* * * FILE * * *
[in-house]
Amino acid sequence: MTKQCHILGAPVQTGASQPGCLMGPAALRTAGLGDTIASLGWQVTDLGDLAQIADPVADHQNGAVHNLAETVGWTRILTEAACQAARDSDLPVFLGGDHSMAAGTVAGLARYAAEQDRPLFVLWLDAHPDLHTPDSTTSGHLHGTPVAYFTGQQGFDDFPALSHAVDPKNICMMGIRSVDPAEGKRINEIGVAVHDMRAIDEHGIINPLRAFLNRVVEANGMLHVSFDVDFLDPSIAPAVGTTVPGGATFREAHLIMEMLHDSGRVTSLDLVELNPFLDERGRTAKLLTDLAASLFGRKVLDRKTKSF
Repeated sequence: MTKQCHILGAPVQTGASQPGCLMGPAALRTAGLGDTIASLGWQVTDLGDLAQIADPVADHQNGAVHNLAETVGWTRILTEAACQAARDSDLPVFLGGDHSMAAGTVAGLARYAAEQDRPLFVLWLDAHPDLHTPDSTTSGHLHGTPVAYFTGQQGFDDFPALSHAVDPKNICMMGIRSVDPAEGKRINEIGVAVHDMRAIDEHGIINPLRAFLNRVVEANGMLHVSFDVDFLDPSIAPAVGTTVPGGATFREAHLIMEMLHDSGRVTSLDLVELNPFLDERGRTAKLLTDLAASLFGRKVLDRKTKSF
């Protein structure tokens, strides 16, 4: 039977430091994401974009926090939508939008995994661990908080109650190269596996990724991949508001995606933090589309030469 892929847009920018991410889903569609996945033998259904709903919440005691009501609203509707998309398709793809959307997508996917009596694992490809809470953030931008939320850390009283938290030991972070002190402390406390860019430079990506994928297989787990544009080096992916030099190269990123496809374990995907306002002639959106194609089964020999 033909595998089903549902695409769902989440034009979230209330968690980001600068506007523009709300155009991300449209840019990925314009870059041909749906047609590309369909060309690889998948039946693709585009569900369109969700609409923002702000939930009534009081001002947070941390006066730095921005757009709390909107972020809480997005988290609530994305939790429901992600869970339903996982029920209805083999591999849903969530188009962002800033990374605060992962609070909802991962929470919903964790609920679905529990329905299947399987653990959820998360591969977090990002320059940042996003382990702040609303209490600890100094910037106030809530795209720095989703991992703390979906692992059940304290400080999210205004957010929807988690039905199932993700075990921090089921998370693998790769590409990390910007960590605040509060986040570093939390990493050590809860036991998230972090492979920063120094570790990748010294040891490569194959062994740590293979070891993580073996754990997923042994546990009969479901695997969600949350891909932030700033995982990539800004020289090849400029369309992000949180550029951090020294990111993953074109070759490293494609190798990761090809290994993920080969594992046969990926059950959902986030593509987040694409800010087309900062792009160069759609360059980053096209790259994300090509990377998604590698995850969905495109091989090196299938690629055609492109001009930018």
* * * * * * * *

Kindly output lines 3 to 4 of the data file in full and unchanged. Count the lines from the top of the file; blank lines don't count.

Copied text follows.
Repeated sequence: MTKQCHILGAPVQTGASQPGCLMGPAALRTAGLGDTIASLGWQVTDLGDLAQIADPVADHQNGAVHNLAETVGWTRILTEAACQAARDSDLPVFLGGDHSMAAGTVAGLARYAAEQDRPLFVLWLDAHPDLHTPDSTTSGHLHGTPVAYFTGQQGFDDFPALSHAVDPKNICMMGIRSVDPAEGKRINEIGVAVHDMRAIDEHGIINPLRAFLNRVVEANGMLHVSFDVDFLDPSIAPAVGTTVPGGATFREAHLIMEMLHDSGRVTSLDLVELNPFLDERGRTAKLLTDLAASLFGRKVLDRKTKSF
């Protein structure tokens, strides 16, 4: 039977430091994401974009926090939508939008995994661990908080109650190269596996990724991949508001995606933090589309030469 892929847009920018991410889903569609996945033998259904709903919440005691009501609203509707998309398709793809959307997508996917009596694992490809809470953030931008939320850390009283938290030991972070002190402390406390860019430079990506994928297989787990544009080096992916030099190269990123496809374990995907306002002639959106194609089964020999 033909595998089903549902695409769902989440034009979230209330968690980001600068506007523009709300155009991300449209840019990925314009870059041909749906047609590309369909060309690889998948039946693709585009569900369109969700609409923002702000939930009534009081001002947070941390006066730095921005757009709390909107972020809480997005988290609530994305939790429901992600869970339903996982029920209805083999591999849903969530188009962002800033990374605060992962609070909802991962929470919903964790609920679905529990329905299947399987653990959820998360591969977090990002320059940042996003382990702040609303209490600890100094910037106030809530795209720095989703991992703390979906692992059940304290400080999210205004957010929807988690039905199932993700075990921090089921998370693998790769590409990390910007960590605040509060986040570093939390990493050590809860036991998230972090492979920063120094570790990748010294040891490569194959062994740590293979070891993580073996754990997923042994546990009969479901695997969600949350891909932030700033995982990539800004020289090849400029369309992000949180550029951090020294990111993953074109070759490293494609190798990761090809290994993920080969594992046969990926059950959902986030593509987040694409800010087309900062792009160069759609360059980053096209790259994300090509990377998604590698995850969905495109091989090196299938690629055609492109001009930018």